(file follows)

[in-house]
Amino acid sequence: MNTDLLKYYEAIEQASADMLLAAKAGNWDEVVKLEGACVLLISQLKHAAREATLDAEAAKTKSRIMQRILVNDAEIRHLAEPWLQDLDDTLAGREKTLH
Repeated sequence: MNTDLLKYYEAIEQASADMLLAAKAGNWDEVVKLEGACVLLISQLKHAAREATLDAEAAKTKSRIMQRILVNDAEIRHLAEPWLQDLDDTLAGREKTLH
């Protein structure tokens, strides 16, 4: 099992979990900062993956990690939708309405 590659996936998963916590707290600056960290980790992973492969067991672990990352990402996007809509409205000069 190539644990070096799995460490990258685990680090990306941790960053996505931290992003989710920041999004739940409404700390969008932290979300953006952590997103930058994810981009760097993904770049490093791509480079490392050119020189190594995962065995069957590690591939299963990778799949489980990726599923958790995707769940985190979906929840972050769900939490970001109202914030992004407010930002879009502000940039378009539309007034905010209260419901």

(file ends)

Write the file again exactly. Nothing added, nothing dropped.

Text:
[in-house]
Amino acid sequence: MNTDLLKYYEAIEQASADMLLAAKAGNWDEVVKLEGACVLLISQLKHAAREATLDAEAAKTKSRIMQRILVNDAEIRHLAEPWLQDLDDTLAGREKTLH
Repeated sequence: MNTDLLKYYEAIEQASADMLLAAKAGNWDEVVKLEGACVLLISQLKHAAREATLDAEAAKTKSRIMQRILVNDAEIRHLAEPWLQDLDDTLAGREKTLH
């Protein structure tokens, strides 16, 4: 099992979990900062993956990690939708309405 590659996936998963916590707290600056960290980790992973492969067991672990990352990402996007809509409205000069 190539644990070096799995460490990258685990680090990306941790960053996505931290992003989710920041999004739940409404700390969008932290979300953006952590997103930058994810981009760097993904770049490093791509480079490392050119020189190594995962065995069957590690591939299963990778799949489980990726599923958790995707769940985190979906929840972050769900939490970001109202914030992004407010930002879009502000940039378009539309007034905010209260419901």